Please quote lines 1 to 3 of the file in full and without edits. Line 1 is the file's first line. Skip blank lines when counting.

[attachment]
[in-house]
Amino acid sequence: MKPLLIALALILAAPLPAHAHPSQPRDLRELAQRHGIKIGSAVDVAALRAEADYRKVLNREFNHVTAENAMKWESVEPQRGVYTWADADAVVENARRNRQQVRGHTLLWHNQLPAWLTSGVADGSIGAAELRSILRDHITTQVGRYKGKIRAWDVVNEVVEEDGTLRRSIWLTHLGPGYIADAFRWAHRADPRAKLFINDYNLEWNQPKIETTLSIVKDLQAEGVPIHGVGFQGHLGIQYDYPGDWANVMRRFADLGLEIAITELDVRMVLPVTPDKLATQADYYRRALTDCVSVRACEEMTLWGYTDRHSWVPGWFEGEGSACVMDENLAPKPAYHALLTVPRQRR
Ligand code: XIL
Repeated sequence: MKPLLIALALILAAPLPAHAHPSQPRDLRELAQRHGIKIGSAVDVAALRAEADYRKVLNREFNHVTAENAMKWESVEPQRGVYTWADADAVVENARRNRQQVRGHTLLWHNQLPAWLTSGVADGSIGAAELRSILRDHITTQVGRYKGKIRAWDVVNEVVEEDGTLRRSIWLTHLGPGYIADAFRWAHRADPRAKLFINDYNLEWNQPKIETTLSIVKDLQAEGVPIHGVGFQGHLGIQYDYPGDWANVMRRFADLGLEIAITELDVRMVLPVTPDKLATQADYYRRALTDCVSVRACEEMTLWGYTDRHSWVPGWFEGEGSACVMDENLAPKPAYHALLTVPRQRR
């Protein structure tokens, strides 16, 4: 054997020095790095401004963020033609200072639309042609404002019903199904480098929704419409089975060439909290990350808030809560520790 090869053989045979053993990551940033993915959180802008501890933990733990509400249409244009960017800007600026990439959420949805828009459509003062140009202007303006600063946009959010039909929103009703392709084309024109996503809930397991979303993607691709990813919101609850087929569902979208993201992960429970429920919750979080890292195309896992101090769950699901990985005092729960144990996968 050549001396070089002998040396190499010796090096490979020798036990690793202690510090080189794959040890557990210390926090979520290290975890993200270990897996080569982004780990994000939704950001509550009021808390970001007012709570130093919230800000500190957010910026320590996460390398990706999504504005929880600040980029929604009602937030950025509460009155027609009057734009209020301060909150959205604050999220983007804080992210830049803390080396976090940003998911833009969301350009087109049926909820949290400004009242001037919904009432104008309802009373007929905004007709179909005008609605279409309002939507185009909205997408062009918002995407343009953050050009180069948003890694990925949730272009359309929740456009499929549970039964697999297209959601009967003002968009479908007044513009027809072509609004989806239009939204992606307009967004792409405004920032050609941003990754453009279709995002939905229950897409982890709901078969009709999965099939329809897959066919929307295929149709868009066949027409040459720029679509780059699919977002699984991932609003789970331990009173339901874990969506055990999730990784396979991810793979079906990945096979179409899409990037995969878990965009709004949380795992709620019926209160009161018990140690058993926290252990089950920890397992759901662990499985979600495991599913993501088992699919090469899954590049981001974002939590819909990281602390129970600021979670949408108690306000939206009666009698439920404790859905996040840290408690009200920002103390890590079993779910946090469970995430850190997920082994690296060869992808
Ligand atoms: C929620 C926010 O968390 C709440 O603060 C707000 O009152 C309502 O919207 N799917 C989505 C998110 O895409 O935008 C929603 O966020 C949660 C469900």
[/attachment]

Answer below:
[in-house]
Amino acid sequence: MKPLLIALALILAAPLPAHAHPSQPRDLRELAQRHGIKIGSAVDVAALRAEADYRKVLNREFNHVTAENAMKWESVEPQRGVYTWADADAVVENARRNRQQVRGHTLLWHNQLPAWLTSGVADGSIGAAELRSILRDHITTQVGRYKGKIRAWDVVNEVVEEDGTLRRSIWLTHLGPGYIADAFRWAHRADPRAKLFINDYNLEWNQPKIETTLSIVKDLQAEGVPIHGVGFQGHLGIQYDYPGDWANVMRRFADLGLEIAITELDVRMVLPVTPDKLATQADYYRRALTDCVSVRACEEMTLWGYTDRHSWVPGWFEGEGSACVMDENLAPKPAYHALLTVPRQRR
Ligand code: XIL